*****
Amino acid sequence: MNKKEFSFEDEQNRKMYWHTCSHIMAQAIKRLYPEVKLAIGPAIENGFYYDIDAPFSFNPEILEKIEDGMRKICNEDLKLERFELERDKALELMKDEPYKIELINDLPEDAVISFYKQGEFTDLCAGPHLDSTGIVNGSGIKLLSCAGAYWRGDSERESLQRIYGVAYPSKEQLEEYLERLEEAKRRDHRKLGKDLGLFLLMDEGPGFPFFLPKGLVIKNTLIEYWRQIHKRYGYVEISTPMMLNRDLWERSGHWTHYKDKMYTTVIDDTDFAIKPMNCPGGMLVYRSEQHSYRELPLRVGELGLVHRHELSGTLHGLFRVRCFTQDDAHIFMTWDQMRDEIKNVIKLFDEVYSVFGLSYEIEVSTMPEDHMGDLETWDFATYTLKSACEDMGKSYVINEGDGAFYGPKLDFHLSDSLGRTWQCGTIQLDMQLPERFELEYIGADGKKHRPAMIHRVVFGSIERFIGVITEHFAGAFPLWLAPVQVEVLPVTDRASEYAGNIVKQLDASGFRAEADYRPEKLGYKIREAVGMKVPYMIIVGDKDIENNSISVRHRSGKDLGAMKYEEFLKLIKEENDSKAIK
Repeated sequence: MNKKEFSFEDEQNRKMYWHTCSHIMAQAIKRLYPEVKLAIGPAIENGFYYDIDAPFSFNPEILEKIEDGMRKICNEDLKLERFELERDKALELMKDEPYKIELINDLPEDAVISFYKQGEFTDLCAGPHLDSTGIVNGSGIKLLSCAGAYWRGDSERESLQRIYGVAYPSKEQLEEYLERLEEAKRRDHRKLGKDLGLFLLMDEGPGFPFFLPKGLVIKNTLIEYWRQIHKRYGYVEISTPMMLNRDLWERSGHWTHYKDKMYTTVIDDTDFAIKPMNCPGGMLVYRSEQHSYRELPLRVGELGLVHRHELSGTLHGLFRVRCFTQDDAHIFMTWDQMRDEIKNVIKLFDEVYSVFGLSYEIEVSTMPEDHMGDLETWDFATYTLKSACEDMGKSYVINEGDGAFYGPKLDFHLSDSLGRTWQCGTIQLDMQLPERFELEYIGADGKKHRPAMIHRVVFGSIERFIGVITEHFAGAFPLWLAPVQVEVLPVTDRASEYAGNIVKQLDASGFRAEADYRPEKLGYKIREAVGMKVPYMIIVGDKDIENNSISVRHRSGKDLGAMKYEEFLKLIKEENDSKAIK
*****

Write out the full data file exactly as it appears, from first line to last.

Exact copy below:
Amino acid sequence: MNKKEFSFEDEQNRKMYWHTCSHIMAQAIKRLYPEVKLAIGPAIENGFYYDIDAPFSFNPEILEKIEDGMRKICNEDLKLERFELERDKALELMKDEPYKIELINDLPEDAVISFYKQGEFTDLCAGPHLDSTGIVNGSGIKLLSCAGAYWRGDSERESLQRIYGVAYPSKEQLEEYLERLEEAKRRDHRKLGKDLGLFLLMDEGPGFPFFLPKGLVIKNTLIEYWRQIHKRYGYVEISTPMMLNRDLWERSGHWTHYKDKMYTTVIDDTDFAIKPMNCPGGMLVYRSEQHSYRELPLRVGELGLVHRHELSGTLHGLFRVRCFTQDDAHIFMTWDQMRDEIKNVIKLFDEVYSVFGLSYEIEVSTMPEDHMGDLETWDFATYTLKSACEDMGKSYVINEGDGAFYGPKLDFHLSDSLGRTWQCGTIQLDMQLPERFELEYIGADGKKHRPAMIHRVVFGSIERFIGVITEHFAGAFPLWLAPVQVEVLPVTDRASEYAGNIVKQLDASGFRAEADYRPEKLGYKIREAVGMKVPYMIIVGDKDIENNSISVRHRSGKDLGAMKYEEFLKLIKEENDSKAIK
Repeated sequence: MNKKEFSFEDEQNRKMYWHTCSHIMAQAIKRLYPEVKLAIGPAIENGFYYDIDAPFSFNPEILEKIEDGMRKICNEDLKLERFELERDKALELMKDEPYKIELINDLPEDAVISFYKQGEFTDLCAGPHLDSTGIVNGSGIKLLSCAGAYWRGDSERESLQRIYGVAYPSKEQLEEYLERLEEAKRRDHRKLGKDLGLFLLMDEGPGFPFFLPKGLVIKNTLIEYWRQIHKRYGYVEISTPMMLNRDLWERSGHWTHYKDKMYTTVIDDTDFAIKPMNCPGGMLVYRSEQHSYRELPLRVGELGLVHRHELSGTLHGLFRVRCFTQDDAHIFMTWDQMRDEIKNVIKLFDEVYSVFGLSYEIEVSTMPEDHMGDLETWDFATYTLKSACEDMGKSYVINEGDGAFYGPKLDFHLSDSLGRTWQCGTIQLDMQLPERFELEYIGADGKKHRPAMIHRVVFGSIERFIGVITEHFAGAFPLWLAPVQVEVLPVTDRASEYAGNIVKQLDASGFRAEADYRPEKLGYKIREAVGMKVPYMIIVGDKDIENNSISVRHRSGKDLGAMKYEEFLKLIKEENDSKAIK